What makes a good soft sand runner?
By Jock Campbell
The attributes I have found successful at the elite level of sand running are pretty clear and don’t involve too much rocket science. Whilst not all of you are wanting to become elite, these facets can all be improved upon which will make the Bondi Barefoot and JA running festival far more enjoyable, as well as make you faster.
Below are some key points I work on with my athletes to help them achieve their best:
Light – the lighter the athlete, the better! As sand is a soft surface, a big part of the technique is to get out of the sand so the lighter runners find it far easier. This means low body fat levels and lean but powerful physiques. For you at home the intense training for sand running will help reduce some of this body fat, and even more so if you combine this with a healthy eating plan. For best results consult your local dietitian.
Work with the sand – we addressed this last time, it’s a different technique on the sand, the foot-lift out of the sand is a major part of technique training. This is easy to say, but harder to do - the more you run in soft sand, just like swimming, the more efficient you will become.
One of my athletes, current 2km Beach Run World Champion and previous Bondi Barefoot and Wanda X-Treme champion sums it up pretty well “I think about running on a hot surface, as soon as my foot hits the ground I concentrate on pulling it straight off - anyway it works for me!”
Tracks – running in other people’s footprints or car tracks is a smart option if you’re not out in front. Why? The sand is compressed down and provides a firmer surface to push off from. Don’t rely on this for your entire run though, make sure you practice both running in your own sand and running in others footprints, both are learned skills!
Conditioning – like any race you need to be conditioned to be strong through the entire race length. In your training you should be aiming towards this. Some of you may just want to complete the run without stopping, others to smash a PB and a few of you wanting to win. Your training should reflect this with a gradual build-up of specific training that includes at least 1-2 sand runs per week in an overall plan of 4 running sessions per week. Research has shown a large improvement in performance from 3-4 conditioning sessions per week, but not a great deal between 4-5. For the majority of the weekend warriors out there, 4 sessions per week is a great option and for those wanting to be the best, 6 days a week training is what you require.
Tactics – this is an interesting one. If you are not in the right condition, forget about tactics. Get in the best physical shape you can. With consistent training, specific training, with a well- trained soft sand technique, then you can work on some tactics. Without this you are hoping for the best. You need to be on the start line knowing that you’ve done all the hard work you can, feeling fit, fast and confident and that the training you have done has prepared you for how you wish to run the race. My 3 time Bondi Barefoot winner and current champion of all 4 big NSW soft sand races (including Red Bull Dune Dusters and the Manly soft sand classic) says it best “ As you always say to me, if you’re not fit enough to keep up with the front guys, no tactics are going to save you. You want to be on that start line knowing exactly your plan, having practiced every facet of it in training and having the physical weapons to be able to pull it off. “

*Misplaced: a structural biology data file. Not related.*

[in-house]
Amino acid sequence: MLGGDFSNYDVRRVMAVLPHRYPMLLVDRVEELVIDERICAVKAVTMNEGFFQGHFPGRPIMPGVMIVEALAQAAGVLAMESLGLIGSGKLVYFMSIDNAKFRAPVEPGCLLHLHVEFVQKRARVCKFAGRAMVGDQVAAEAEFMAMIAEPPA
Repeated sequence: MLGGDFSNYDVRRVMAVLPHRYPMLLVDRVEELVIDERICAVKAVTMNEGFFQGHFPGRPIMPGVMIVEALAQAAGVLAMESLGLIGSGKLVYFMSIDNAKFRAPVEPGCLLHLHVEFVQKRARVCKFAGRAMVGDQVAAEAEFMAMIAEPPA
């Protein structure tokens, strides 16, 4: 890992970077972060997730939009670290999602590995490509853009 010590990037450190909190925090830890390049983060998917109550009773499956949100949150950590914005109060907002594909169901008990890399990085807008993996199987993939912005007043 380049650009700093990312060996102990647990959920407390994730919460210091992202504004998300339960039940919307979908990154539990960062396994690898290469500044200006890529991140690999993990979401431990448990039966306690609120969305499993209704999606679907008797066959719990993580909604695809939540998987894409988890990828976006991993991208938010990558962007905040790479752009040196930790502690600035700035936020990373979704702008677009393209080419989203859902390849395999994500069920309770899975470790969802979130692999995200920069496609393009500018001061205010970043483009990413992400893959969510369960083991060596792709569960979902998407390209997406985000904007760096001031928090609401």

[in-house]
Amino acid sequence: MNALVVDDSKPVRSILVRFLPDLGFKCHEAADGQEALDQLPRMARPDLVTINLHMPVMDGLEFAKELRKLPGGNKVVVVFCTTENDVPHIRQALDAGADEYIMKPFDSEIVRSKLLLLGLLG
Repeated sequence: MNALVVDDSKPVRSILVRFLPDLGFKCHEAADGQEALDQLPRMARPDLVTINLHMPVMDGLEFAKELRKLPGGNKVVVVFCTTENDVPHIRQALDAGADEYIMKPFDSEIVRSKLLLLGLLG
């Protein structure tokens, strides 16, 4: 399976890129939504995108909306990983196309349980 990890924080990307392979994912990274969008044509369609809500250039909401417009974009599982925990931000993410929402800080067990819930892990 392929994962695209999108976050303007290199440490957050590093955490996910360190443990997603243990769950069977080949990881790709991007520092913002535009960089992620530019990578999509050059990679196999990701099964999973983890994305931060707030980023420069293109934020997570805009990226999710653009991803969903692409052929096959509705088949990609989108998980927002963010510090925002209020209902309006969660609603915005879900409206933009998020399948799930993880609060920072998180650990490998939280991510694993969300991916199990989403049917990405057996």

We’ve all done it, standing on that start line and being unsure of how we’re going to go. It’s not a great feeling to have. Prepare well, no matter what your level and you’ll enjoy the day and your result.
Take home messages:
- Get lean
- Practice on the sand regularly and focus on the technique
- Practice running in footprints and car tracks
- Get fit for the race with specific training. 4-6 sessions per week if you want to do your best
- Practice your race tactics in training
- You don’t get what you want in a race, you get what you deserve
Wanda Surf Club together with Jock Athletic and Hydrothon are putting on a 4km soft sand race at Wanda Beach 17th September, the week before Bondi Barefoot . Use this as a great practice race for Bondi . Check it out here
The Bondi Barefoot & Jock Athletic Running Series Points system
This year we’ve combined the two great events and it’s really simple: the top 25 males and females get points in each of the 4 endurance races. First place gets 25 points, second 24 etc. All races are considered even. It’s funny in recreational running, the longer the distance covered is perceived as superior. However in elite running the most famous runners are the 100m sprinters, Usain Bolt is a little better known than the Marathon World Champ - test yourself, who is it? So we are weighting each race evenly. If you go hard enough, they are all tough:
Bondi Barefoot 4km 24 September, Bondi Beach
Bondi Barefoot 10km 24 September, Bondi Beach
Jane MacGrath Classic 2.5km 29 October, Wanda Beach
Wanda X-Treme 6km 29 October, Wanda Beach
The first three males and first females will be the inaugural series winner and receive prizes from Skins, Runnulla and cash. Look forward to seeing you there, always great days and always for great causes.
About the author: Jock Campbell is a Level 4 IAAF Athletics Coach, the first ever SLSA Performance Coach (Beach Events), Coach of over 10 Australian Champion Beach Runners and 5 World Champions, 2017 SLSNSW – Coach of the Year and is the current International Surf Lifesaving Masters 2km World Champion.